Robbie Van will be attending her own funeral — for her male self. Roberta Joanna Vandermeer, who is going by the stage name Robbie Van, has been transitioning to a female from a male. For the past eight months, she said, she as been on hormones. But Van, 66, began dressing as a woman in Parksville about three years ago.

“The first time I went out dressed as a female… The first time I finally had the courage and dressed as a female in Parksville, I went to Thrifty’s ,and the girl behind the counter goes, ‘Doesn’t that feel marvelous? You look amazing.’”

So as a way to say thank you for the community support, Van is holding what she calls an “awake” party.

Van is holding the awake, a coming out party, at the Parksville Community and Conference Centre Tuesday (June 26) from 9 p.m. to midnight.

There will be music from Groundswell, a cash bar and a table for donations for Manna Homeless Society.

The following day, Van told The NEWS, she will be holding a more personal and private funeral.

“It’s about introducing Robbie Van to the world, and also for me to say ‘thank you’ to Parksville for how kind they are.”

While the awake party is a way for Van to say goodbye to her male self, it’s also a way for her to introduce her musician side.

Van said she has been working on her music career for nine years, but now finally being able to be her true self, she has the confidence to go with it.

“If you look at people with open eyes and honesty and say, ‘Hey, this is me; take me or leave me,’ there’s nothing people can do.”

Over the years, Van said, she has had a couple of bad reactions to dressing as a woman before she began transitioning.

“What I usually do is blow them a kiss or wink at them and give them a smile. It diffuses all kinds of anger.”

Before going out as a woman in Parksville, Van said she went out a couple of times “nervously” in Vancouver and Langley.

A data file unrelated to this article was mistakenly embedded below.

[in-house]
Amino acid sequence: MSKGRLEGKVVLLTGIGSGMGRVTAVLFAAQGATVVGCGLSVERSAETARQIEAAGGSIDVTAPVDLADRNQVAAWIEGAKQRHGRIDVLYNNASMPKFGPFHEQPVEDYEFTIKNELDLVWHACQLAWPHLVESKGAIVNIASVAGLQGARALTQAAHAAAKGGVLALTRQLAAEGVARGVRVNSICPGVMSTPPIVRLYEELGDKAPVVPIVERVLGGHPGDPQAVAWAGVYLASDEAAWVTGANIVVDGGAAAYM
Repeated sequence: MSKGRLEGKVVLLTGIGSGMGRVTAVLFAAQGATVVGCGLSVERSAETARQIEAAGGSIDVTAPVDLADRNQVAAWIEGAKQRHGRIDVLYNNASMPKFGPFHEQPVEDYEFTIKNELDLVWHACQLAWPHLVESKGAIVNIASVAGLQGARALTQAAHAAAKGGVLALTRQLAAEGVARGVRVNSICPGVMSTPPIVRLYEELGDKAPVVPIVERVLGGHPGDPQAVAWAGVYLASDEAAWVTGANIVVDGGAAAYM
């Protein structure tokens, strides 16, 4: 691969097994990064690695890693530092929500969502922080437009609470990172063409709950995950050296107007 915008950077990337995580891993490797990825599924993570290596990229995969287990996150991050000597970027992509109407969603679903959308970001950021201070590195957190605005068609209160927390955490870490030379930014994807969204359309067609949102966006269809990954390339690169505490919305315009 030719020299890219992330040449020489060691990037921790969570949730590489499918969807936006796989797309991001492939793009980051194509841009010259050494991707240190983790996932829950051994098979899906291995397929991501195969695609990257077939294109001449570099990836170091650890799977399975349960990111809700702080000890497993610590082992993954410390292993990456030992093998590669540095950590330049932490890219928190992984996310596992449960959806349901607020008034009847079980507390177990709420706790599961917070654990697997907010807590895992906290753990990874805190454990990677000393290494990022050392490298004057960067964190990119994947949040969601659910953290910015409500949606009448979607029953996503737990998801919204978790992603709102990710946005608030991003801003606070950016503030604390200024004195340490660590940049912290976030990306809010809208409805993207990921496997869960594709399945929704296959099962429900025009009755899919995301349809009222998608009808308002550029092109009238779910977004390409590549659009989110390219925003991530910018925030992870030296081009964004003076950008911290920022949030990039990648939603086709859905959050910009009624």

“It’s pretty tough when you come from a male’s body and then try to emanate female,” Van said. “I’m fortunate that I’ve got a thin body and I can sort of blend in, but some of these girls (and women) are having a much more difficult time.”

She said there is an artistry in being a woman, especially when it comes to makeup.

“You know what you were like as a little girl, well that’s what I’m like as an adult male going to female.”

There are some support groups on the Island for people transitioning, Van said, but she hasn’t gone to any for herself. In her own family, Van said family support is “tentative.”

“It’s coming back as I become more confident in who I am and as they see I’m not a flake and just doing this for the kicks — this is who I’ve always wanted to be.”

She said her son is beginning to respect her again and her daughter is just worried about what other people will think.

“Fear is the thing that stops people from growing, stops people from accepting,” she said.

“For me, that was many, many years… I had to wait for my dad to pass away before I could say, ‘Yeah, I can’t do this anymore. I’m so broken, I feel like I’m trapped.’”